How to Lose a Game Three Different Ways

The Montreal Canadiens returned to action after the all-star break with a decisive victory over the Buffalo Sabres. The end of that game was worrisome for some fans and the last three games have shown that those fans were correct as the Habs have quickly gone 0-2-1 to start February. All three of the contests were lost in very different fashion, but as many are to point out, this is a result driven league and Montreal now sits having lost their last three games during a portion of the schedule that should have been met with better results.

The first of those games was the 3-1 loss at the hands of the Philadelphia Flyers. Quite frankly, the decisions made prior to this game were frustrating. Galchenyuk on the third line made very little sense, even if removing Danault from the top line was likely not a smart option either. Pateryn being replaced also made very little sense to me given the opposition on the night. One would think that with 7 NHL-cliber defencemen on the team, the coaching staff would be smart enough to play the players that are likely to give the team success on a given night. Regardless of who played where, the Habs were no shows on this night and entirely deserved to lose. One would think that the complete inability to access the opposition’s zone via a carry-in would create a situation where the coaching staff would adapt, but no, even the coaching staff was asleep on this night.

The second match was against the Washington Capitals and ended in a 3-2 score for the Caps. Alexander Radulov was an absolute beast on this Saturday afternoon as he single-handedly came close to costing the Caps some points in the standings. On numerous occasions, he was carrying the Capitals D who were sprawling on his back as if they were Spider-Man and he was a sky-scraper. I have no issue with the fact that the Canadiens did not receive many power plays from the said hooking and holding happening everywhere in the Washington zone. Playoffs are rapidly approaching and this kind of play is likely to be more and more acceptable as April nears. I do, however, have a big problem with Radulov getting called on a tiny little hook because that hook was against Ovechkin. This is simply one example, but suffice to say the officiating on Saturday afternoon was a factor in deciding the winner in this one. Washington dominated the first with Montreal getting more and more momentum as the game wore on.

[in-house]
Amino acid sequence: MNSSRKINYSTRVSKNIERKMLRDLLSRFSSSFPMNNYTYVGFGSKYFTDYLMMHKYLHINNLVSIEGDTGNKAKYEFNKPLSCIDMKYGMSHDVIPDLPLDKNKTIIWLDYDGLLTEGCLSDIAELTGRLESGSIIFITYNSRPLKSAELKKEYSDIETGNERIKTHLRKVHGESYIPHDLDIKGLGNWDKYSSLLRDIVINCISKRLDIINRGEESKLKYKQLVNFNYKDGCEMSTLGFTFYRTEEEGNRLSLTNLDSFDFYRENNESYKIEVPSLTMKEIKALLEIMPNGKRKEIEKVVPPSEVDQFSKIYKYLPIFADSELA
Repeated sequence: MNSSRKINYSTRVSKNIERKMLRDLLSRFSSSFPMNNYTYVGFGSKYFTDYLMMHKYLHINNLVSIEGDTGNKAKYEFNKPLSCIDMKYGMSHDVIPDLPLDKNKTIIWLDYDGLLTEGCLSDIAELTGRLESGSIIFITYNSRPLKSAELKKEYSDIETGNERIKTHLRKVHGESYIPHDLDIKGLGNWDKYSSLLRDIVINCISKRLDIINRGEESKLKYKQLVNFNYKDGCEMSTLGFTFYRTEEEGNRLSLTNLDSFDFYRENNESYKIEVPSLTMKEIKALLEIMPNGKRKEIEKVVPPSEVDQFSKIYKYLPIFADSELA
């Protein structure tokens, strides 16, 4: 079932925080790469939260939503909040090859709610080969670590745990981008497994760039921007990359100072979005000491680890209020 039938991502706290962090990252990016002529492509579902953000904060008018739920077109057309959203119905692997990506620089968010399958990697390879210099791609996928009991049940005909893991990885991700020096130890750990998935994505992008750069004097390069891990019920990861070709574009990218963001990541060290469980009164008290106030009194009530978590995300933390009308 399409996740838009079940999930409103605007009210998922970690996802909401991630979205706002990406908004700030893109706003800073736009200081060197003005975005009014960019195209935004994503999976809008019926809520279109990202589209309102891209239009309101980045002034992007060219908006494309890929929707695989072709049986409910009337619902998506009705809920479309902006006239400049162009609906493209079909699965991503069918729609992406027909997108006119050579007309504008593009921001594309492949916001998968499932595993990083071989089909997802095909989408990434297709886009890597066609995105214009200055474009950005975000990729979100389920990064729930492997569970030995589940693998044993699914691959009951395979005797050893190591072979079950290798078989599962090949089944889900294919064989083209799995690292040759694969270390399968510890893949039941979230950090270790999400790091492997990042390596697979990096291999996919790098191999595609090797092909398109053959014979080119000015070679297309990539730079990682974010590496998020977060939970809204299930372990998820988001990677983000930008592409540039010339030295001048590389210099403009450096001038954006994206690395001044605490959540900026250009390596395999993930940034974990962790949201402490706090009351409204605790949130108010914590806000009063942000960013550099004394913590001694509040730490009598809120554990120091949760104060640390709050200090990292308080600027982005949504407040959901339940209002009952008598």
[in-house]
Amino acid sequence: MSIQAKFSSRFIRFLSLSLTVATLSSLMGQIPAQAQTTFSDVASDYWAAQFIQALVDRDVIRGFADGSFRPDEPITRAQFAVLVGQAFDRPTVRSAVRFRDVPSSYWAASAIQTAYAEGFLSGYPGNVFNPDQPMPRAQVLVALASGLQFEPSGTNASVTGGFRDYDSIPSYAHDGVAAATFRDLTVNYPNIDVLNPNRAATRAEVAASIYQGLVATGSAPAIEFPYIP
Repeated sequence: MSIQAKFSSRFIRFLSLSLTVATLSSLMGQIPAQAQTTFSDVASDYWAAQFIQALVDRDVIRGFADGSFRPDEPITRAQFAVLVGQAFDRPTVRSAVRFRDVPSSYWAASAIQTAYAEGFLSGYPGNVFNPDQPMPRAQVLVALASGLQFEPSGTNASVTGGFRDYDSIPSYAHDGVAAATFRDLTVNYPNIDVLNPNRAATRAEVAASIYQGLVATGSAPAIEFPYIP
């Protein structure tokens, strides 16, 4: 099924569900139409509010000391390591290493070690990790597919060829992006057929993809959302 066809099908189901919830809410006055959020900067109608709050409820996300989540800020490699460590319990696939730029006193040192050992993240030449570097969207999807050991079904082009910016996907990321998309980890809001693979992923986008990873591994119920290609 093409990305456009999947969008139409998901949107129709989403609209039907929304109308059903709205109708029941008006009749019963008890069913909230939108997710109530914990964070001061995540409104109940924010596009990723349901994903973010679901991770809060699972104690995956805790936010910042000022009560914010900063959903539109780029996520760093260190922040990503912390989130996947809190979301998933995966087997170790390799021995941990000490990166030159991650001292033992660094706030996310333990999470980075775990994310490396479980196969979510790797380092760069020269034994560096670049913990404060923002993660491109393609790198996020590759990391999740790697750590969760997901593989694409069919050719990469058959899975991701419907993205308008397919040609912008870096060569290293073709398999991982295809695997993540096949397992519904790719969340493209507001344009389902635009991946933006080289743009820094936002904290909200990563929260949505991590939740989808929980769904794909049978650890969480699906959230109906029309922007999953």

The final match was against the Oilers on Sunday and featured two teams who were reeling of late. The recent bad results for both teams created a terrible game as everyone looked afraid to make mistakes on the ice. This turned the game into a neutral zone battle as neither team really tried to get anything going. Connor McDavid had a few good bursts which resulted in Montreal defenders getting penalties. They were good penalties to take as McDavid would have had quality scoring chances otherwise. In the end, Montoya brought the team all the way to the shoot-out but the team still couldn’t score to help out their back-up.

 

Observations

1. Lineup decisions of late have me scratching my head. Why did the return of Desharnais send Galchenyuk to the wing? The proper second line of Lehkonen-Galchenyuk-Byron got all of one game to see what they could muster together? Plekanec has been an offensive black hole all season long and Galchenyuk gets one game on that line? Galchenyuk has looked winded since his return but I’m not sure asking him to play the wing, where he’s constantly stopped, is the solution. Why is Jacob De La Rose still playing? Better yet, why has he been seen on the ice in the final minutes of all three games? Why did Pateryn not play in the back-to-back? If Desharnais draws in because Galchenyuk is fresh off an injury, couldn’t they have played 7-D and limited Markov’s minutes on Sunday. Pateryn’s presence would have been welcomed when the Oilers started taking runs at Radulov and Shaw. But I guess in that scenario, Therrien couldn’t have given his 15 minutes per game to each forward.

2. Al Montoya played very well on Sunday, but with the recent break for the ASG, the upcoming bye week, and playoffs roughly two-months away, will Price ever play on back-to-backs? At some point, they need to really give him a string of games so that he can start getting into the zone in order to be ready for the playoffs, no?

3. Therrien has done well this year at handling his locker room and his players, especially given the amount of significant injuries the team has faced. This being said, he was absolutely out-coached in games against the Flyers and Capitals. Yes, the game against the Flyers was abysmal in terms of effort, but does how the coaching staff not identify that they are trapping and change their strategy to try to gain the opposition’s zone? Then the next game, the Capitals do the same and again, we watch as Montreal tries to carry the puck into the zone. I am not a big fan of dump and chase hockey, but it is ok to use it from time to time to back up the opposition D on the blue line.

4. Where are all the fans that wanted Pacioretty traded in November again? Pacioretty sits 3rd in the league in scoring… again. No, he’s not a complete player. Yes, he’s an elite sniper making 4.5 million dollars per year. Stop complaining, he’s a hell of a bargain. Now Shaw on the other hand…

Habs are back in action tonight as they visit the Avalanche at 9pm. A loss here and one would think an important change would be imminent before they visit the Coyotes on Thursday.

Thanks for reading,

Kevin Léveillé

Follow me on Twitter: @kev1586